And if I haver
Then I must not be running
Back in the 1990s, the Scottish folk rock band The Proclaimers released a song – I'm Gonna Be (500 Miles) – that included these lyrics:
Yeah I know I'm gonna be
I'm gonna be the man who's havering to you
Note. Yes, that is remarkably close to being a haiku, isn't it? Spooky.
Although he liked the song, the author of today's haiku never knew what it meant to "haver." And every time he's heard that song over the past 15 or 20 years (however long it's been since the song was released) he's always said to himself, "What the heck does it mean to 'haver?'"
Note. Seeing as how this is the Age of the Internet, couldn't he have just looked up the word haver? Well, yeah, maybe. But, then again, what with all these daily Lync Server PowerShell haikus and stuff he has been kind of busy the last 20 years.
However, this morning, while reading something that had nothing to do with Scottish folk rock, he learned the truth: to "haver" means to talk nonsense, to prattle on endlessly without making the least bit of sense. Case closed!
Note. What's that? You say that the author of today's haiku should be an expert on anything having to do with prattling on endlessly without making the least bit of sense? Interesting. Why would you say that?
At any rate, having solved one of the two great mysteries of life, the author of today's haiku decided to go for a clean sweep and tackle the other great mystery of life as well: what is the Enable-CsReplica cmdlet, and why would you ever want to use it?
Let's start by explaining what the Enable-CsReplica cmdlet actually does. As you know, any computer that runs a Lync Server service server role has to be added to the Lync Server replication path; that's the only way that computer can get updates from the Central Management store. What does the Enable-CsReplica cmdlet do? You got it: it adds the local computer to the replication path, which means that the local store (the copy of the Lync Server configuration settings stored on the local computer) will then start receiving updates sent out by the Central Management store.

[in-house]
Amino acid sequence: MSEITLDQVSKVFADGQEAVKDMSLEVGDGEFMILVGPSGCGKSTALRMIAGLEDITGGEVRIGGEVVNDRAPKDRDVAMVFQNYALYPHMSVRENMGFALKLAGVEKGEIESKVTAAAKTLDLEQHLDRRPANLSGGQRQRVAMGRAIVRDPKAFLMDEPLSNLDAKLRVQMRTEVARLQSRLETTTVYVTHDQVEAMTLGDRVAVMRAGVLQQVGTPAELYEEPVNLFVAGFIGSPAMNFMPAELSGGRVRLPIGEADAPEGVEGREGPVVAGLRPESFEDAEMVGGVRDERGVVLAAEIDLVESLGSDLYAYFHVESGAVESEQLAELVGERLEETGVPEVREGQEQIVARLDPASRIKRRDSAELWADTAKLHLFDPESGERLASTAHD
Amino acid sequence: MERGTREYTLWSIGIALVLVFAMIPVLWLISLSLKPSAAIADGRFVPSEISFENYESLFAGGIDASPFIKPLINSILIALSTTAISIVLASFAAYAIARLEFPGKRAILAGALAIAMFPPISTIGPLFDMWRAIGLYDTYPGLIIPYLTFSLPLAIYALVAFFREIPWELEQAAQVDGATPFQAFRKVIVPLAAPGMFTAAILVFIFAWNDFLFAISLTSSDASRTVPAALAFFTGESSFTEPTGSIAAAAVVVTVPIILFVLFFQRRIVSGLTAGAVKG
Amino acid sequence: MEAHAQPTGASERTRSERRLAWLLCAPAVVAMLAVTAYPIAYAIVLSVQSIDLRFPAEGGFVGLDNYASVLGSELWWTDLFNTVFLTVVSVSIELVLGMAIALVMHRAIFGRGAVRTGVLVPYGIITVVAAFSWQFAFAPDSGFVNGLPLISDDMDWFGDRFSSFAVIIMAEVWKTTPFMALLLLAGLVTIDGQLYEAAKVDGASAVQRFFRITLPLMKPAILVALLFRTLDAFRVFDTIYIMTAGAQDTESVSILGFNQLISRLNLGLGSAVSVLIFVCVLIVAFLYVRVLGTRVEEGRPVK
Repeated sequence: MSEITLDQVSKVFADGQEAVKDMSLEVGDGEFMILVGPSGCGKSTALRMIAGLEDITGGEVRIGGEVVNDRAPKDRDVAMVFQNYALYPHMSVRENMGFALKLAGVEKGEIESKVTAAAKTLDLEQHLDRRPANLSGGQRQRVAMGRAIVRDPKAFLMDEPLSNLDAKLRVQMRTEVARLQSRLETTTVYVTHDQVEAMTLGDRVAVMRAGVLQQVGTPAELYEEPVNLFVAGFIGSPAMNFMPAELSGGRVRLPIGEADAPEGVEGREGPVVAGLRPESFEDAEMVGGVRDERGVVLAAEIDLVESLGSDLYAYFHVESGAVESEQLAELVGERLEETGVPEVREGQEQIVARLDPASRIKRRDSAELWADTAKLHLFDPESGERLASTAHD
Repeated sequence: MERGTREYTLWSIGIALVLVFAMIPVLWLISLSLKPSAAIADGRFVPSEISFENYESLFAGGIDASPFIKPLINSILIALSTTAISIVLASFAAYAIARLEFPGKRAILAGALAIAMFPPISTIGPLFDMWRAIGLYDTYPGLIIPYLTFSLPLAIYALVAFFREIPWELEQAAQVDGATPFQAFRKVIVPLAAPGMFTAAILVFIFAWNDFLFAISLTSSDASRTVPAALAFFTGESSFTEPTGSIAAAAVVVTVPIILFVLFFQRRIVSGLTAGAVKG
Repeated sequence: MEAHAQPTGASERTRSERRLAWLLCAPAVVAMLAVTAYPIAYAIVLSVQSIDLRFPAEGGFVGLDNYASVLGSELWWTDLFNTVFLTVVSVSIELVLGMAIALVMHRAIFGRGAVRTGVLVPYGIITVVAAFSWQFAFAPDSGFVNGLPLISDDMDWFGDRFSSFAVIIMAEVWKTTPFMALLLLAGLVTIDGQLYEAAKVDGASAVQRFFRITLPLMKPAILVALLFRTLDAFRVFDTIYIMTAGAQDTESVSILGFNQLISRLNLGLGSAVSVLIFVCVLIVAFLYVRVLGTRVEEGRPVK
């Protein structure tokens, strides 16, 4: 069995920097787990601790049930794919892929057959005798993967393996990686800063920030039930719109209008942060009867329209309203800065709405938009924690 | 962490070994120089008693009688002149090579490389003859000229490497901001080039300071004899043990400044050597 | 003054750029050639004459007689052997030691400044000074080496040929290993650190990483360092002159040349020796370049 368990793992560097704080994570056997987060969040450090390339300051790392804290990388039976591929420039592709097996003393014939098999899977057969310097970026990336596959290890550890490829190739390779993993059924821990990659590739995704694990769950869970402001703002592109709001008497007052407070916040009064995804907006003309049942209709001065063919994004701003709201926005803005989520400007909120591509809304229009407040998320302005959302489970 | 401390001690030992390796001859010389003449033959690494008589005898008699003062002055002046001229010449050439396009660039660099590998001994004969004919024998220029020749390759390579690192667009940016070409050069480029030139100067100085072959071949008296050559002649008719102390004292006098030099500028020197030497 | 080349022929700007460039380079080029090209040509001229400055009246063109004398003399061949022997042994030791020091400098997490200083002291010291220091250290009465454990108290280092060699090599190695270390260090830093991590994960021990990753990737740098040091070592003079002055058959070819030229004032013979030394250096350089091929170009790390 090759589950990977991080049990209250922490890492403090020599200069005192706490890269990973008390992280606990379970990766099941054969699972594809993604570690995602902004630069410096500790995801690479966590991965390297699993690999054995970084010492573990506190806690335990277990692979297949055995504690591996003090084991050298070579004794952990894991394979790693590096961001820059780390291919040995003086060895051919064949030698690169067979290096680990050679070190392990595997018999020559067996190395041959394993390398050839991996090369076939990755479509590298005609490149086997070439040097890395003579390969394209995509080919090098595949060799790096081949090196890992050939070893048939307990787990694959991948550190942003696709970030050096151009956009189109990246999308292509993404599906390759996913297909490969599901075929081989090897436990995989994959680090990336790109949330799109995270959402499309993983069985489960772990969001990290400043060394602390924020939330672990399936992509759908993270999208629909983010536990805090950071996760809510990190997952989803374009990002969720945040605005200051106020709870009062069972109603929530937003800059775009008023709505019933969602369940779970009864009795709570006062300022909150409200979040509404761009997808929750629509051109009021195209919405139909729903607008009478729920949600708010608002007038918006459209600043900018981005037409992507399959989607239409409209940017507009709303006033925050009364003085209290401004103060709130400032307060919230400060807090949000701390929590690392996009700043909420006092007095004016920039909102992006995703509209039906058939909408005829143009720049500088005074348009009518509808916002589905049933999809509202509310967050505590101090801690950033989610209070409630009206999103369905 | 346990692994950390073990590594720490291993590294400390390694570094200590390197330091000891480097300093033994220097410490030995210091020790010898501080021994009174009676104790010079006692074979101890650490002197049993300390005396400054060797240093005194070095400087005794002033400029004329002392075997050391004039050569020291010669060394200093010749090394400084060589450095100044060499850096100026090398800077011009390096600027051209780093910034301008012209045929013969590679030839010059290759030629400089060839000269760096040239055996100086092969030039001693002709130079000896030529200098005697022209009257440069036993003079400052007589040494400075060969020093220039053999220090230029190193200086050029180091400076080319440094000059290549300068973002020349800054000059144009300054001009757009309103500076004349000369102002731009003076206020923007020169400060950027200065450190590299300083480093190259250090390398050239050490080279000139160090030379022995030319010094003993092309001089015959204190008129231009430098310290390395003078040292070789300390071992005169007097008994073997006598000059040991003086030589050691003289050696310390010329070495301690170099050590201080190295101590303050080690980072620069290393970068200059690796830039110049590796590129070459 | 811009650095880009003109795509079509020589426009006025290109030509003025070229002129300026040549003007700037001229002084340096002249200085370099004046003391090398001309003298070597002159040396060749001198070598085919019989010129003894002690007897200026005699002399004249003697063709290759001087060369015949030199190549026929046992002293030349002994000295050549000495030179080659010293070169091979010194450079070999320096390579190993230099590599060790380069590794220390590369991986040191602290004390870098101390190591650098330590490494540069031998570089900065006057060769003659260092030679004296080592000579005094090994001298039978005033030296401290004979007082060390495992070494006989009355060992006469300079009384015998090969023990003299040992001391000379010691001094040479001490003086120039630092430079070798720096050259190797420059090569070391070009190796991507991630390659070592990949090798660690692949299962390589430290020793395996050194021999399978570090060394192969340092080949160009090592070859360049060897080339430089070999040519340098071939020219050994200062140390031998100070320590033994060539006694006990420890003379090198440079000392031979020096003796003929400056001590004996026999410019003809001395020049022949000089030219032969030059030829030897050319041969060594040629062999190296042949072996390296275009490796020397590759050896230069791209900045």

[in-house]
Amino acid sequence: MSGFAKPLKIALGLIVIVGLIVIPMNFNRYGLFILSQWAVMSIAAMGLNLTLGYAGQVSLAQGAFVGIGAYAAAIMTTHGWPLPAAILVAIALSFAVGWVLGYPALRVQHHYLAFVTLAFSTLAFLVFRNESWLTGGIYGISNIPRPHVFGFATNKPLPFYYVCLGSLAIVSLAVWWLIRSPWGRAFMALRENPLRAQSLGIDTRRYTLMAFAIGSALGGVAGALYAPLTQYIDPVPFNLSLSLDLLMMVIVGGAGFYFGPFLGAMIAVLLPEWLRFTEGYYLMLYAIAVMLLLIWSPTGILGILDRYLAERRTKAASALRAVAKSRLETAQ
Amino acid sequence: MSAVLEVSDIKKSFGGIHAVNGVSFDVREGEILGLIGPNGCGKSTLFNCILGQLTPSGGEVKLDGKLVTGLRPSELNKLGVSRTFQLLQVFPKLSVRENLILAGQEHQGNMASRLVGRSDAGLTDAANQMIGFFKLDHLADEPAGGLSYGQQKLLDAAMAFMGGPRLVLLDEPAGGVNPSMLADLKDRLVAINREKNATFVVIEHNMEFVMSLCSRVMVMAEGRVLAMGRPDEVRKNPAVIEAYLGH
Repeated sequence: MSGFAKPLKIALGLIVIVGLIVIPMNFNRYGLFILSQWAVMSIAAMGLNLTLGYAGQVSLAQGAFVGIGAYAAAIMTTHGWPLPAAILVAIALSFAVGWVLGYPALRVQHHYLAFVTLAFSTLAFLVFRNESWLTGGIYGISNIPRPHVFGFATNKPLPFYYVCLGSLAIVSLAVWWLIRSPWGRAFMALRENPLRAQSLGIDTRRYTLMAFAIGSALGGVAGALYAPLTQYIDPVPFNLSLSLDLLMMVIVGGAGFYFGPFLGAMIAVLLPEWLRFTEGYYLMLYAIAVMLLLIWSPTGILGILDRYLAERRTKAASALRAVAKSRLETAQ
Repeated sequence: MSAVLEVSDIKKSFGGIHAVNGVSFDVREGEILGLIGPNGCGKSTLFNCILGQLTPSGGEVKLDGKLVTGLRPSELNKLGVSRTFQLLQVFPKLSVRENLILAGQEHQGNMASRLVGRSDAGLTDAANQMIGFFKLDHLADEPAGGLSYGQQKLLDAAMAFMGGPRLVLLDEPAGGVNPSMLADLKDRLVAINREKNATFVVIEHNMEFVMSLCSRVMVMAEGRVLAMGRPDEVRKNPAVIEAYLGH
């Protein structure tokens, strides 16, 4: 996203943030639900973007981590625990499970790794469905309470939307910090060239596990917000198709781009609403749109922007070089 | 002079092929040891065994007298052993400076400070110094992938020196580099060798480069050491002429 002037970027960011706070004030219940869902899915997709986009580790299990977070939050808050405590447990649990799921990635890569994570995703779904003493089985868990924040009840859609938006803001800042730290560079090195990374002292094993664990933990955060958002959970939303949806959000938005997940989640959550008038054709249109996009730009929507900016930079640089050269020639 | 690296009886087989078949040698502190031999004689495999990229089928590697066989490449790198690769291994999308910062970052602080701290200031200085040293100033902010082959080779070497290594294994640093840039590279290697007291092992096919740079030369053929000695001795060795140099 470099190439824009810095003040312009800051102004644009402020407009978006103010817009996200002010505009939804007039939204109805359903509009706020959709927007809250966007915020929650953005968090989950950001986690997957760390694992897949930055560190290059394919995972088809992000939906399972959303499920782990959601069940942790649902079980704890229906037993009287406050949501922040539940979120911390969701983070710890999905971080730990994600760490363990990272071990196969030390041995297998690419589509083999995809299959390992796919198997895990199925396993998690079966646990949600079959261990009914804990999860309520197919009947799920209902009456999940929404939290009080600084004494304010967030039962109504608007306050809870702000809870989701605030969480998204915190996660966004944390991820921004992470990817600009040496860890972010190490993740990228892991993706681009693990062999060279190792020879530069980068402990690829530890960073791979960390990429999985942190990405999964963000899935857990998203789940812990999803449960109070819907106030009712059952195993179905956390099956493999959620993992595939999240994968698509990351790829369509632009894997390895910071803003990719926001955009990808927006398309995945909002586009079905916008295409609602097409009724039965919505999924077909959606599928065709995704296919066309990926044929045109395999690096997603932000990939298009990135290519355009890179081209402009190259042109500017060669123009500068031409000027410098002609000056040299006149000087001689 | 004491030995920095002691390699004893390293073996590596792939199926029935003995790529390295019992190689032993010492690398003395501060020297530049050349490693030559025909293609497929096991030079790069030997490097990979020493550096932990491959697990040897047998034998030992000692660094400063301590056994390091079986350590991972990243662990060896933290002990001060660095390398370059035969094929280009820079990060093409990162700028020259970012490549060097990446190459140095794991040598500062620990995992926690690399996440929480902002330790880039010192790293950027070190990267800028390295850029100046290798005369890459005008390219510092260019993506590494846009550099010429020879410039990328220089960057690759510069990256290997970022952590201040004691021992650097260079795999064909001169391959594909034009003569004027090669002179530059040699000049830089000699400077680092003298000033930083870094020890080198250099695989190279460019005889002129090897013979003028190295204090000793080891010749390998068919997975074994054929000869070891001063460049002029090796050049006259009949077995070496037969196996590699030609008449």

So much for "What is the Enable-CsReplica cmdlet?" Now let's take a look at the next question: Why would you ever want to use this command?
To be honest, as a Lync Server administrator you might never want to use this cmdlet. When you install a Lync Server service or server role the setup program will automatically call the Enable-CsReplica cmdlet for you and, as a result, will automatically add the local computer to the replication path. Setup does the work, and you can spend your time singing Scottish folk songs. We'd recommend My Bonnie Lies Over the Ocean.
Note. In Scottish, the word "bonnie" means pretty or charming. And no, we are not just havering here.
However, there's always the possibility that something could go wrong with the setup program; in that case, you might need to call Enable-CsReplica yourself. You might also need to call the cmdlet if you happen to be dabbling in creating your own trusted applications for Lync Server. This is a bit outside our area of expertise (we consider ourselves to be Scottish linguists more than we do developers), but if you're planning to create and activate an auto-provisioned trusted application you need to complete the following procedure:
But, again, that's something most administrators won't have to worry about.
Oh, and if you ever do need to run Enable-CsReplica, well, you're in luck: calling the cmdlet is pretty darn easy. Just run this command from the computer that needs to be added to the replication path:
And yes, as a matter of fact we do get paid for writing in-depth technical commands such as the one we just showed you. Why do you ask?
And if you want to get really fancy, you can add the Report parameter and specify a location where the log file generated when you run Enable-CsReplica will be stored:
Enable-CsReplica –Report "C:\Logs\EnableReplica.htm"
Could you have figured that out without our help? Probably. But let's keep that our little secret. The author of today's haiku still has a mortgage to pay off.
Before we go today we thought we'd leave you with a verse from the Scottish folk song Braes of Killiecrankie:
Where hae ye been sae braw, lad? Where hae ye been sae brankie-o? Where hae ye been sae braw, lad? Cam' ye by Killiecrankie-o?
Which means … well, tell you what: we'll get back to you in another 15 or 20 years on that.